- 21 Jan 2021 9:41 AM
Tante Simona (Aunt Simona)
Ernst von Dohnányi is one of those Hungarian composers whose works are played much less frequently than they deserve to be. The Opera is striving to correct this situation: after our productions of The Tower of the Voivod and The Tenor, next up is our staging of Tante Simona, the first opera that the former general director of Budapest’s Franz Liszt Academy of Music ever wrote.
The Hungarian von Dohnányi’s German-language comic opera takes places in Italy and follows the story of Aunt Simona, who was abandoned by her sweetheart long ago and, with her bitterness undiminished by the intervening years and now intent on protecting her niece, Beatrice, from the disappointments of love, attempts to shut out any and all men from her life – naturally, without success.
Despite the Italian setting, viewers are justified in perhaps feeling that it is a German work they are watching: instead of the unbridled mirth of Italian comic opera, this work exhibits the more restrained good cheer of a singspiel, with von Dohnányi clearly paying his respects to Wagner and Richard Strauss with the richly composed music.
The authors might very well have borrowed the rose motif that runs through the libretto directly from Strauss’s Der Rosenkavalier, which was given its world premiere in Dresden in 1911, two years before the first staging of Tante Simone in that same city.
The Hungarian State Opera took until 1933 to present this work, and now, after nearly 90 years, it is returning to the stage here as the brainchild of the young director Bence Varga, with new Hungarian text by Attila Galambos.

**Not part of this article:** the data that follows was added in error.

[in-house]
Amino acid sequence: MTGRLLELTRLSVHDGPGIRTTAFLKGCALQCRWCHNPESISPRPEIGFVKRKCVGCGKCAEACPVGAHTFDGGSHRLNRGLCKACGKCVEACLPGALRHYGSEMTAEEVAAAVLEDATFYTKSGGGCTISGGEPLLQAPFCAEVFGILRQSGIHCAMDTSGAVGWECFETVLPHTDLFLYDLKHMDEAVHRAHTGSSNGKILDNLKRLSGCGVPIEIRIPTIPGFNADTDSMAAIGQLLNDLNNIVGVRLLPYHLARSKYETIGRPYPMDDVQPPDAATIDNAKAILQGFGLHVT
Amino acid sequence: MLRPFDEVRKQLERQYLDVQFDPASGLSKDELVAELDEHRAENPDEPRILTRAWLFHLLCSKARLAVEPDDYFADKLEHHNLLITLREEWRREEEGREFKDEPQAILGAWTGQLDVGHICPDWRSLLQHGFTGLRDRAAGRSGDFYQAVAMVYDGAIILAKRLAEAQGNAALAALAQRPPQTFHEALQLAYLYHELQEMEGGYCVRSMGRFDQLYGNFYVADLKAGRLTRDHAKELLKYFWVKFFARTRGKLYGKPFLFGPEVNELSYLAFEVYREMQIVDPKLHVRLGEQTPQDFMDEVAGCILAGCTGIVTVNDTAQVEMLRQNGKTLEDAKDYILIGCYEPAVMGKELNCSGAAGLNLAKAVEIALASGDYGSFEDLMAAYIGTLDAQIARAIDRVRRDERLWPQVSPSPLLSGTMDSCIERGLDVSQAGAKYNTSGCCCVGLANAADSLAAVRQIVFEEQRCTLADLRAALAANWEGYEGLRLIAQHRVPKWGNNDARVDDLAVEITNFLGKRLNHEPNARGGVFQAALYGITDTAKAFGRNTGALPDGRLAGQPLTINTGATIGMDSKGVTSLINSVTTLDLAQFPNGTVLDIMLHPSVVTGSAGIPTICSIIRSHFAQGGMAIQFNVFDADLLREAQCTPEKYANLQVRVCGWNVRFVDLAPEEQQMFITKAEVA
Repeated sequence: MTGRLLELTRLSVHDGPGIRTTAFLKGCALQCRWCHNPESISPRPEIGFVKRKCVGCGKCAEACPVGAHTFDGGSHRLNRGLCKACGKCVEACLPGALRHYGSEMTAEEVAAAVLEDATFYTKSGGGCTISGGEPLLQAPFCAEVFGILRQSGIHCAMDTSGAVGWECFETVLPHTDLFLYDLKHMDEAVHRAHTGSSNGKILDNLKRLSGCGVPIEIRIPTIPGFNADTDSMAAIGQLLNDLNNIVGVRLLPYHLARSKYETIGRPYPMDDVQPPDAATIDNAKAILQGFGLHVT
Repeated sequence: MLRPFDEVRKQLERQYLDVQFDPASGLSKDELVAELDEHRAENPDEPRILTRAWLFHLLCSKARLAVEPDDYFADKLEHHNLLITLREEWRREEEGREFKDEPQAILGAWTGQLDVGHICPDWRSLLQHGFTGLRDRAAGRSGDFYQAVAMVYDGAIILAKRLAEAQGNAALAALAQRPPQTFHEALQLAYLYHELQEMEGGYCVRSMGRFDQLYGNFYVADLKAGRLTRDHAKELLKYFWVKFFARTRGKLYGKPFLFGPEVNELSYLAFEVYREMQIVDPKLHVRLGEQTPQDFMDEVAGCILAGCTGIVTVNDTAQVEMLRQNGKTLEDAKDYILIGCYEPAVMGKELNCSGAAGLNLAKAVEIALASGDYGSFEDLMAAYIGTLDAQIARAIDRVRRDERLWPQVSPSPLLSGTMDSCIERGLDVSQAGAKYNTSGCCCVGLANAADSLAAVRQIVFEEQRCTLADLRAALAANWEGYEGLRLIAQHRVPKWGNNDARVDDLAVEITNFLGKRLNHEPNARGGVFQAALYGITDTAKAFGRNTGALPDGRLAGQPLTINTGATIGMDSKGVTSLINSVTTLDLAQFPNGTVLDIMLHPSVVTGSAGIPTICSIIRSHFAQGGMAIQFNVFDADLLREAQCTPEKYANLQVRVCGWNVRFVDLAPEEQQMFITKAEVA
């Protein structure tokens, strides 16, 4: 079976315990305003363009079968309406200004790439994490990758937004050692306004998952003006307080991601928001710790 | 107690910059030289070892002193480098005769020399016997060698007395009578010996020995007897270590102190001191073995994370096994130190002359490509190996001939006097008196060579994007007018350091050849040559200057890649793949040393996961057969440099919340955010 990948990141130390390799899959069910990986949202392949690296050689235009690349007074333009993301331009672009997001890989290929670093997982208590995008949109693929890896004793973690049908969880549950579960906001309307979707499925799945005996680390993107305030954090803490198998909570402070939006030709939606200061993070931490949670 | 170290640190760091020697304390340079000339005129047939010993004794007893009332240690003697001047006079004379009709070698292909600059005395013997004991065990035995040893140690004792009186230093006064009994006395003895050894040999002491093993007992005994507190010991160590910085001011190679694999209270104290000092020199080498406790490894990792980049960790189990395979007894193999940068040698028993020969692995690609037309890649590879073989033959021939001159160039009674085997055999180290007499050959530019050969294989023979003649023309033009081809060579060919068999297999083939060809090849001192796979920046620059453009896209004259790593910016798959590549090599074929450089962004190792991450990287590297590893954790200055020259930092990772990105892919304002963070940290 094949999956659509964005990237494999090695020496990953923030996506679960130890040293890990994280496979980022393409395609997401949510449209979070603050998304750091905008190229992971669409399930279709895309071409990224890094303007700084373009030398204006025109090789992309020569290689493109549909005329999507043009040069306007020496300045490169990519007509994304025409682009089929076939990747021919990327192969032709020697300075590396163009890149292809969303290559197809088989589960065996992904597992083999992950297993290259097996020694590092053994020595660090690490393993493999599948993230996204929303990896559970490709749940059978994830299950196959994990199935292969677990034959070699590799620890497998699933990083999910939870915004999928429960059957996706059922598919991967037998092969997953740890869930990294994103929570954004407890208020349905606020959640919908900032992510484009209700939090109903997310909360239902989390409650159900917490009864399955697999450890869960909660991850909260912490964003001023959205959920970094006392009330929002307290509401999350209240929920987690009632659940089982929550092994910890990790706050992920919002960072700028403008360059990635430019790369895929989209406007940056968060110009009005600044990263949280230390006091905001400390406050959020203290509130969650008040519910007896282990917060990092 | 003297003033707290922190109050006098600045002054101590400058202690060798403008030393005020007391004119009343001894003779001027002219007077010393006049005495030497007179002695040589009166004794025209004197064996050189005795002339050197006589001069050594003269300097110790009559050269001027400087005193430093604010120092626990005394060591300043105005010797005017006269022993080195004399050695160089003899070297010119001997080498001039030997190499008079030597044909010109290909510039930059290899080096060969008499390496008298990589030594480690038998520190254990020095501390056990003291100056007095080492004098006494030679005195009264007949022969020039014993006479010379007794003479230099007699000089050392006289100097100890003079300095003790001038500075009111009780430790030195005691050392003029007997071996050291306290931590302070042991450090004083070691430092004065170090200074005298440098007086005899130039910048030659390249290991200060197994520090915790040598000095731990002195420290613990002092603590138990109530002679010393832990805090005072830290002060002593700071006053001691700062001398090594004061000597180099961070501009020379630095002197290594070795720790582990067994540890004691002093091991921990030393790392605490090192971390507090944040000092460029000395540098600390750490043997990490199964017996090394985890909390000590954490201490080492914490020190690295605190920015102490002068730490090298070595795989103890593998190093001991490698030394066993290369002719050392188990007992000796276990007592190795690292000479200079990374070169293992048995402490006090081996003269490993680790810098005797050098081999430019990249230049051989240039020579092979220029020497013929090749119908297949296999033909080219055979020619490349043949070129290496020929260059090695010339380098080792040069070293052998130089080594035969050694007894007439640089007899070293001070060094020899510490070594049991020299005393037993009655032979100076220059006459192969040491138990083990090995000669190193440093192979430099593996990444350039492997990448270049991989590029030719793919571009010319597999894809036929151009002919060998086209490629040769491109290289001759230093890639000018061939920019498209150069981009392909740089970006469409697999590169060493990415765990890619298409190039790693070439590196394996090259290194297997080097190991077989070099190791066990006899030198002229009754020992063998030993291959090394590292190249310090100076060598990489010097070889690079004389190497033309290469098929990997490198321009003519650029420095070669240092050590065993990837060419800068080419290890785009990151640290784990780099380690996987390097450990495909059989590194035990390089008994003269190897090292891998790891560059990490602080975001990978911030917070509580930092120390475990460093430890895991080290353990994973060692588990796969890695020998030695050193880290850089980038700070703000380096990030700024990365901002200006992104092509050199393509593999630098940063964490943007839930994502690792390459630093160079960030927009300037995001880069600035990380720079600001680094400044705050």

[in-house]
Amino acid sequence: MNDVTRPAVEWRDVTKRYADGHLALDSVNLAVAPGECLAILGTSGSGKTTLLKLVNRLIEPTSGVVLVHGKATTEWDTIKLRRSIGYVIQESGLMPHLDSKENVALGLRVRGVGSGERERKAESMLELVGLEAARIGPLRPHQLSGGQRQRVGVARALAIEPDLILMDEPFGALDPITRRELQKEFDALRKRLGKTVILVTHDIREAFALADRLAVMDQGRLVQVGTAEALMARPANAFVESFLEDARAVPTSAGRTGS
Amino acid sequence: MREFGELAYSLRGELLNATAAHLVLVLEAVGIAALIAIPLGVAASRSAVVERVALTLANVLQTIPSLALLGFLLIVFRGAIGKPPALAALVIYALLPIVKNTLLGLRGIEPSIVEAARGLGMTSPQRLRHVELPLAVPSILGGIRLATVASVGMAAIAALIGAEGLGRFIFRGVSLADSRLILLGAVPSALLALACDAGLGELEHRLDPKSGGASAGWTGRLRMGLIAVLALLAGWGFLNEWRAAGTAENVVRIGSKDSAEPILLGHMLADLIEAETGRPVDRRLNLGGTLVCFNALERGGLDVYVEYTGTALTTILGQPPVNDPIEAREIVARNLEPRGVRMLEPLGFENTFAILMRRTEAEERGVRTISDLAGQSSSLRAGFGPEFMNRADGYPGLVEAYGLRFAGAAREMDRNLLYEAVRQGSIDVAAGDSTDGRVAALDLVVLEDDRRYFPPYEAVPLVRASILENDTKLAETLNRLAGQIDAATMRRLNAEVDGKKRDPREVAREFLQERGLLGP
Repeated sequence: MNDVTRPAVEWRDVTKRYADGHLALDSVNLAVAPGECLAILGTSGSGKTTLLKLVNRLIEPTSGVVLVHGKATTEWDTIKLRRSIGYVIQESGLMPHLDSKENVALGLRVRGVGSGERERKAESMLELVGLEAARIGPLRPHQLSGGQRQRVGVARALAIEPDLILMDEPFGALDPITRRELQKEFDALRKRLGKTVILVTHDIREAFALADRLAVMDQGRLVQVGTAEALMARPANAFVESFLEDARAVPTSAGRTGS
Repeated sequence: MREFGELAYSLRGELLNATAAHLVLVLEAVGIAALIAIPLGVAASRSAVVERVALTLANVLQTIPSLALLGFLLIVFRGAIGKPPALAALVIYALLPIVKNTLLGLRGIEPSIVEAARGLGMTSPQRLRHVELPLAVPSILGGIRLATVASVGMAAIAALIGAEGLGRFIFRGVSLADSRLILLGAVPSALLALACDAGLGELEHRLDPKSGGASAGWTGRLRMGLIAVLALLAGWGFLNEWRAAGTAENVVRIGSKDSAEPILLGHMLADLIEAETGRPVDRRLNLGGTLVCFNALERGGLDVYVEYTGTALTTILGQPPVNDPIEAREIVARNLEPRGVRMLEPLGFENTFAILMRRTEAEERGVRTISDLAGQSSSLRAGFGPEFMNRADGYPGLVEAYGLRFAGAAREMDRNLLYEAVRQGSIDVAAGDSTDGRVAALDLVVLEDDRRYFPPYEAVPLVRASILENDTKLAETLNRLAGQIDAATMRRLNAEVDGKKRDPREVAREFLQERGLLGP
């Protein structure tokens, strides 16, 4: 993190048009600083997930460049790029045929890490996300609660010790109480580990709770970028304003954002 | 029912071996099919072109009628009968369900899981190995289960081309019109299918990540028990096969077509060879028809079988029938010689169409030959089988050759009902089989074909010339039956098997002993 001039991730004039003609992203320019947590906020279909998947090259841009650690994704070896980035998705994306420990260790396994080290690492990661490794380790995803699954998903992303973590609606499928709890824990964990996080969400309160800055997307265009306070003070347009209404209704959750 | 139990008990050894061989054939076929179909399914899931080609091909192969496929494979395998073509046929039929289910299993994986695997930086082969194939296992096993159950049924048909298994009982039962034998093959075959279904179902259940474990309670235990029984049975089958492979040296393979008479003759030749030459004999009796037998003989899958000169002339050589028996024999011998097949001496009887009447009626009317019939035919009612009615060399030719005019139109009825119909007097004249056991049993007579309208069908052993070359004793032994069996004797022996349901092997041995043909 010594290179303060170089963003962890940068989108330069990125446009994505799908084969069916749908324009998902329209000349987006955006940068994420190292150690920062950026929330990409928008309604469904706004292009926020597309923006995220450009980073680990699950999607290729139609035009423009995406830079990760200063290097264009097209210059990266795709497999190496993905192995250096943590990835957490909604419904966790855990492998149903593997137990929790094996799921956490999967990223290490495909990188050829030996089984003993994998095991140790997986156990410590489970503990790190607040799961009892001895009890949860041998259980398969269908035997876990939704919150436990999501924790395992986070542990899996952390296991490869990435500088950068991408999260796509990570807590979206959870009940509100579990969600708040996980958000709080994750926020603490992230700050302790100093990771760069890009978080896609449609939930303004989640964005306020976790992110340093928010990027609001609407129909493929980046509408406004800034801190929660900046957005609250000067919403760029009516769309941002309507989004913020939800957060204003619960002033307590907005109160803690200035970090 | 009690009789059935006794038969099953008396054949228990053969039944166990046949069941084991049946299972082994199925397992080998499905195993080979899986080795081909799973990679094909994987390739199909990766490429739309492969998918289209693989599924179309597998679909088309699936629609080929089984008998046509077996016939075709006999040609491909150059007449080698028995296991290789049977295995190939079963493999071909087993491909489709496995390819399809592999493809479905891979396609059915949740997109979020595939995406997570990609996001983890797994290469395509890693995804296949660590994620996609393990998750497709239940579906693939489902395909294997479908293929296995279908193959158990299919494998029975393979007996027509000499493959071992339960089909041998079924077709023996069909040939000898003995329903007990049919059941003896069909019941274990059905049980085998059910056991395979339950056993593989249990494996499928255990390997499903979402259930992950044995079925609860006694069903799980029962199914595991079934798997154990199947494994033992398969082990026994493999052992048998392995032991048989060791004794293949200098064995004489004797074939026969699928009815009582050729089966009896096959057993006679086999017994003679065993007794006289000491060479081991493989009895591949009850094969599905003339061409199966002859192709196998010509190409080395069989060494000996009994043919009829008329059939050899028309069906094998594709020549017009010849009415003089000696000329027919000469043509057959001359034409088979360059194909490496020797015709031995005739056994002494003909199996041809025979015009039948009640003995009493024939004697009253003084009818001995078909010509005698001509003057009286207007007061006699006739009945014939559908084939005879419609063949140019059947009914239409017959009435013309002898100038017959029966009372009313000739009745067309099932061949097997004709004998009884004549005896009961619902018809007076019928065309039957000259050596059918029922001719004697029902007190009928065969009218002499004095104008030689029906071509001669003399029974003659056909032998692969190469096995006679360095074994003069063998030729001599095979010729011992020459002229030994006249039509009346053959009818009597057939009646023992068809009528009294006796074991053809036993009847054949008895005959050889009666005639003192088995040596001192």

Le luthier de Crémone (The Violin Maker of Cremona)
The city of Cremona announces a competition to see who can craft a violin finer than any other. The stakes are high: aside from a golden necklace, the winner will also gain the hand in marriage of the beautiful daughter of the master craftsman Ferrari.
This is the plot of Le luthier de Crémone. Jenő Hubay was a major figure not only as a composer, but also as a violinist and as a teacher of the instrument. Dubbed the “Hungarian Paganini”, he was invited to perform in the concert halls of Paris from an early age.
It was presumably during the years he spent in France that he selected François Coppée’s play of the same title, one of the most popular comedies of its era, as the subject of his opera. The catchy music – light and tuneful – and the famous slightly gloomy but heartfelt violin part remind one of both French elegance and operetta.
The piece takes viewers into an appealing world in which a love triangle is resolved through human decency and self-sacrifice. Premiered in Budapest in 1894, Le luthier de Crémone is Hubay’s most popular opera. On special occasions, the composer himself would play its remarkable violin solo. The work received great acclaim both in Hungary and abroad, with runs in Germany, Switzerland, Austria and even New York, making it the second Hungarian opera, after Karl Goldmark’s Die Königin von Saba, to be staged on the other side of the Atlantic.
Since being made into a television drama in 1987, it has not been performed for more than 30 years. Staging it now will be Bence Varga, who attracted notice for his production of Sancta Susanna.
Date and time:
Saturday, 30 January 7 pm